Varieties of personal ram-airs
Personal ram-air parachutes are loosely divided into two varieties: rectangular or tapered, commonly referred to as "squares" or "ellipticals" respectively. Medium-performance canopies (reserve-, BASE-, canopy formation-, and accuracy-type) are usually rectangular. High-performance, ram-air parachutes have a slightly tapered shape to their leading and/or trailing edges when viewed in plan form, and are known as ellipticals. Sometimes all the taper is in the leading edge (front), and sometimes in the trailing edge (tail).
Ellipticals are usually used only by sports parachutists. Ellipticals often have smaller, more numerous fabric cells and are shallower in profile. Their canopies can be anywhere from slightly elliptical to highly elliptical—indicating the amount of taper in the canopy design, which is often an indicator of the responsiveness of the canopy to control input for a given wing loading, and of the level of experience required to pilot the canopy safely.
The rectangular parachute designs tend to look like square, inflatable air mattresses with open front ends. They are generally safer to operate because they are less prone to dive rapidly with relatively small control inputs, they are usually flown with lower wing loadings per square foot of area, and they glide more slowly. They typically have a less-efficient glide ratio.
Wing loading of parachutes is measured similarly to that of aircraft: comparing the number of pounds (exit weight) to square footage of parachute fabric. Typical wing loadings for students, accuracy competitors, and BASE jumpers are less than one pound per square foot—often 0.7 pounds per square foot or less. Most student skydivers fly with wing loadings below one pound per square foot. Most sport jumpers fly with wing loadings between 1.0 and 1.4 pounds per square foot, but many interested in performance landings exceed this wing loading. Professional Canopy pilots compete at wing loadings of 2 to 2.6 pounds per square foot. While ram-air parachutes with wing loadings higher than four pounds per square foot have been landed, this is strictly the realm of professional test jumpers.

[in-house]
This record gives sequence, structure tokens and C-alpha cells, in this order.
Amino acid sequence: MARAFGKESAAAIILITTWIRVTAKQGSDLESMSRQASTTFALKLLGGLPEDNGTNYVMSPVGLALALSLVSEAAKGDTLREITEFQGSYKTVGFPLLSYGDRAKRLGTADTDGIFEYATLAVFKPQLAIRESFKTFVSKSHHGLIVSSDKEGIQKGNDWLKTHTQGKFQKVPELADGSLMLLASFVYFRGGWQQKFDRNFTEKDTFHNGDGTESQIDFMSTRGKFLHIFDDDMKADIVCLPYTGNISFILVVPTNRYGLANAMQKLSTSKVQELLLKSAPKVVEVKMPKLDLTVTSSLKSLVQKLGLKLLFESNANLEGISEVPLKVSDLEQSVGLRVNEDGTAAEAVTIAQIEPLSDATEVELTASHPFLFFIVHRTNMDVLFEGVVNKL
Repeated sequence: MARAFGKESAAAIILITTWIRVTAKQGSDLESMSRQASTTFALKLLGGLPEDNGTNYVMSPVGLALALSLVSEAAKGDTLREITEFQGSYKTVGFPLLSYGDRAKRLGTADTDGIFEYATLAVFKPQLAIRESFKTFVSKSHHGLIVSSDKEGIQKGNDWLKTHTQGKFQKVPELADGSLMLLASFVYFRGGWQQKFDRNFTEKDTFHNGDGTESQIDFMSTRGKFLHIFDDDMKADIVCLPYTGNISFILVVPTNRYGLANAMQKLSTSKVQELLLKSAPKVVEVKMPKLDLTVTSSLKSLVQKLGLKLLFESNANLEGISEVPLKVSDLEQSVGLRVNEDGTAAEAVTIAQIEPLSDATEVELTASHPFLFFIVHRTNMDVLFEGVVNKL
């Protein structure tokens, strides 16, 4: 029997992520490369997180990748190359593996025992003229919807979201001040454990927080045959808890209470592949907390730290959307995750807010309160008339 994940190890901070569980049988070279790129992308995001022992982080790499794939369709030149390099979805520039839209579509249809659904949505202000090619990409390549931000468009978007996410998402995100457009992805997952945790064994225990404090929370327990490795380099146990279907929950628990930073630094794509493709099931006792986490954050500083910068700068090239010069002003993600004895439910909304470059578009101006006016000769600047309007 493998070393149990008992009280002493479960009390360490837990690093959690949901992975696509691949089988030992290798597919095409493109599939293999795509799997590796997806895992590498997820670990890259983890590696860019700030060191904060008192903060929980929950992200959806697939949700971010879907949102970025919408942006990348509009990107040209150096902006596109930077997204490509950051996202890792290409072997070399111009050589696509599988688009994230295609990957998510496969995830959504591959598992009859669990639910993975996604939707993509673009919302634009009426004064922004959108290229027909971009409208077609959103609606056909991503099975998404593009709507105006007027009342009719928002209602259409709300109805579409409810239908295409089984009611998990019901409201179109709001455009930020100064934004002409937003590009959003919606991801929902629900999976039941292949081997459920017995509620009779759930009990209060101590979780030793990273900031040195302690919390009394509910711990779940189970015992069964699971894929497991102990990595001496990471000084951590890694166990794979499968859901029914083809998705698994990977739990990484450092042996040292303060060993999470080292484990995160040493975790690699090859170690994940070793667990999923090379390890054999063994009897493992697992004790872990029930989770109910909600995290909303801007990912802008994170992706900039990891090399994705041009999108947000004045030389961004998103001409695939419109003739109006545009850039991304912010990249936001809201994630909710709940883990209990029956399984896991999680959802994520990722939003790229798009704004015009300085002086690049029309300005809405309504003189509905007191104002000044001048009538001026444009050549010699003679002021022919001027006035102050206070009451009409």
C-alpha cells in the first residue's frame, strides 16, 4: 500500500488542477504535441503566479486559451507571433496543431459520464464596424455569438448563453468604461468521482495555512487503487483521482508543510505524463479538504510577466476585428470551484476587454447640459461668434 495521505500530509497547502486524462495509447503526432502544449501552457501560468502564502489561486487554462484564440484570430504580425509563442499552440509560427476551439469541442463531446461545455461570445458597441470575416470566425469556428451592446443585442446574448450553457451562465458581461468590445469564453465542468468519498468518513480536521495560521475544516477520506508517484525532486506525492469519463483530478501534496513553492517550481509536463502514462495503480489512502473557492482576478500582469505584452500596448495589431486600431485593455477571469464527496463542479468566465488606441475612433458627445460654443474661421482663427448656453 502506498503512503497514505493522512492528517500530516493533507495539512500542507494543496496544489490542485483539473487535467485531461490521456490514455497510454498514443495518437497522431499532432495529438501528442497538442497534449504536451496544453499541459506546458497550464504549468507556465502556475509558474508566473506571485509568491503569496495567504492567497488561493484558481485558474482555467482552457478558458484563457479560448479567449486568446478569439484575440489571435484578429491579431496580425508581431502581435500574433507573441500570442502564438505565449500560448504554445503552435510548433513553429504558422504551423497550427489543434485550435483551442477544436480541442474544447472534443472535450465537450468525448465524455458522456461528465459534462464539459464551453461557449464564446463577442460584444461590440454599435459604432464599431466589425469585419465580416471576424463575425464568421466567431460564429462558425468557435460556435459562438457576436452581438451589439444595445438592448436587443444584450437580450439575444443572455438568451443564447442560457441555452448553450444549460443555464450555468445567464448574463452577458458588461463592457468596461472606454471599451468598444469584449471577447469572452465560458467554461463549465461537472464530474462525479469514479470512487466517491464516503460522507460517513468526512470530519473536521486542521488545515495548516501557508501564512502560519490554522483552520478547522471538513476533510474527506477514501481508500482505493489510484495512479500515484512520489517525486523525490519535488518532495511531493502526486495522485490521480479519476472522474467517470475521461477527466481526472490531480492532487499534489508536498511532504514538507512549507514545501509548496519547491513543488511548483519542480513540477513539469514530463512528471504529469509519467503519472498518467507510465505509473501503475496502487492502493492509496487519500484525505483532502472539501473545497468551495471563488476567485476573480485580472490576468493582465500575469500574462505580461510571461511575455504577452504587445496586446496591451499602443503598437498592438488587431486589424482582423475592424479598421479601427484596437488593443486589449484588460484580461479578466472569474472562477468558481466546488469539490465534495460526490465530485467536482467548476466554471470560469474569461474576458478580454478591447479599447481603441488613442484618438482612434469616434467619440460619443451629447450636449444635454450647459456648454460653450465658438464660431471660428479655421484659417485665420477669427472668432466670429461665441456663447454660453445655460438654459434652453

Smaller parachutes tend to fly faster for the same load, and ellipticals respond faster to control input. Therefore, small, elliptical designs are often chosen by experienced canopy pilots for the thrilling flying they provide. Flying a fast elliptical requires much more skill and experience. Fast ellipticals are also considerably more dangerous to land. With high-performance elliptical canopies, nuisance malfunctions can be much more serious than with a square design, and may quickly escalate into emergencies. Flying highly loaded, elliptical canopies is a major contributing factor in many skydiving accidents, although advanced training programs are helping to reduce this danger.
High-speed, cross-braced parachutes such as the Velocity, VX, XAOS and Sensei have given birth to a new branch of sport parachuting called "swooping." A race course is set up in the landing area for expert pilots to measure the distance they are able to fly past the 6-foot (1.8 m) tall entry gate. Current world records exceed 600 feet (180 m).